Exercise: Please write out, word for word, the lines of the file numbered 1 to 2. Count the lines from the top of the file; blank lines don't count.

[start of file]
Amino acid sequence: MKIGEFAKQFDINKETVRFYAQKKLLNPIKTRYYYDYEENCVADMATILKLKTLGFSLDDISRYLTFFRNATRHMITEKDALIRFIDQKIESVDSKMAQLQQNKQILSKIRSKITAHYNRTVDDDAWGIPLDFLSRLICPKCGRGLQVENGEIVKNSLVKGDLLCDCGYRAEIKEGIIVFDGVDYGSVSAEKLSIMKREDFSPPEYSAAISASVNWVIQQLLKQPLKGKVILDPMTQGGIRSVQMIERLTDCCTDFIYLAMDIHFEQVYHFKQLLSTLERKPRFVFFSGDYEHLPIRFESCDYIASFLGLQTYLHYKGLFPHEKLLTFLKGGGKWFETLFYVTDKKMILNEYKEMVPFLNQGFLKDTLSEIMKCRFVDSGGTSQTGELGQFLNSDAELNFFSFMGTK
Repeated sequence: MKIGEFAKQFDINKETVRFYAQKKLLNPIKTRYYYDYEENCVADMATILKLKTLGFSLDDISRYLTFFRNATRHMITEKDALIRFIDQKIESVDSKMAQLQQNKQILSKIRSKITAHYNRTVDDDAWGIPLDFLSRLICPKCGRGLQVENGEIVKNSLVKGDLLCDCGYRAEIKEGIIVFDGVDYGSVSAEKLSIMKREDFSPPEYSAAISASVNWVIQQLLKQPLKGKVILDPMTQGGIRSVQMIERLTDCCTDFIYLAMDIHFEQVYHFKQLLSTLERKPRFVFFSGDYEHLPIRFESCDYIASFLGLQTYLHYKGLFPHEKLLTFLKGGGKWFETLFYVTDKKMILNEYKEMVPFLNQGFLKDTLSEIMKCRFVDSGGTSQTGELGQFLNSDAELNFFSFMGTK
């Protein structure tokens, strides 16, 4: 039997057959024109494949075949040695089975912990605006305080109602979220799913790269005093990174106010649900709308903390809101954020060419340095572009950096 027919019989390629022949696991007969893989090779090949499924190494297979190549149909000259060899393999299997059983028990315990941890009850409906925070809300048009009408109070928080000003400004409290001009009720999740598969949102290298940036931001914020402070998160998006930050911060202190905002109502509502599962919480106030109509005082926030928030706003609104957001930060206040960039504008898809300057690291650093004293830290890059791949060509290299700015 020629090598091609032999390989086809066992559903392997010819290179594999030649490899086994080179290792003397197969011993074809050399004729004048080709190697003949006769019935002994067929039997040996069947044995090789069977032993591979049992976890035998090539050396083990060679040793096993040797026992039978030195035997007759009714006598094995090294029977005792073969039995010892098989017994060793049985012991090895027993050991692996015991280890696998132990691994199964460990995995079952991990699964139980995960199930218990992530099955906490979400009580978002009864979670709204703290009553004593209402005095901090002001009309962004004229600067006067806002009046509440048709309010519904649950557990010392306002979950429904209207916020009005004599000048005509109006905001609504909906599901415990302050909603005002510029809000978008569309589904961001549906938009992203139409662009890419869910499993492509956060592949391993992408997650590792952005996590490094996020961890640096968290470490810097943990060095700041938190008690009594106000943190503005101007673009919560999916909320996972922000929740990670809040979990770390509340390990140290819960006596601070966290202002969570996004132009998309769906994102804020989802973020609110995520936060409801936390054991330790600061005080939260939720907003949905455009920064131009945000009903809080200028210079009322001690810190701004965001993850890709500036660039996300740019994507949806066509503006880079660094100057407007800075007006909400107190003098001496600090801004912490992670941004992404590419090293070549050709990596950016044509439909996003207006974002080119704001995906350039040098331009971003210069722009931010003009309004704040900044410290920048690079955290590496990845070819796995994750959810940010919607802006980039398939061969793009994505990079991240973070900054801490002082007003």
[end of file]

Amino acid sequence: MKIGEFAKQFDINKETVRFYAQKKLLNPIKTRYYYDYEENCVADMATILKLKTLGFSLDDISRYLTFFRNATRHMITEKDALIRFIDQKIESVDSKMAQLQQNKQILSKIRSKITAHYNRTVDDDAWGIPLDFLSRLICPKCGRGLQVENGEIVKNSLVKGDLLCDCGYRAEIKEGIIVFDGVDYGSVSAEKLSIMKREDFSPPEYSAAISASVNWVIQQLLKQPLKGKVILDPMTQGGIRSVQMIERLTDCCTDFIYLAMDIHFEQVYHFKQLLSTLERKPRFVFFSGDYEHLPIRFESCDYIASFLGLQTYLHYKGLFPHEKLLTFLKGGGKWFETLFYVTDKKMILNEYKEMVPFLNQGFLKDTLSEIMKCRFVDSGGTSQTGELGQFLNSDAELNFFSFMGTK
Repeated sequence: MKIGEFAKQFDINKETVRFYAQKKLLNPIKTRYYYDYEENCVADMATILKLKTLGFSLDDISRYLTFFRNATRHMITEKDALIRFIDQKIESVDSKMAQLQQNKQILSKIRSKITAHYNRTVDDDAWGIPLDFLSRLICPKCGRGLQVENGEIVKNSLVKGDLLCDCGYRAEIKEGIIVFDGVDYGSVSAEKLSIMKREDFSPPEYSAAISASVNWVIQQLLKQPLKGKVILDPMTQGGIRSVQMIERLTDCCTDFIYLAMDIHFEQVYHFKQLLSTLERKPRFVFFSGDYEHLPIRFESCDYIASFLGLQTYLHYKGLFPHEKLLTFLKGGGKWFETLFYVTDKKMILNEYKEMVPFLNQGFLKDTLSEIMKCRFVDSGGTSQTGELGQFLNSDAELNFFSFMGTK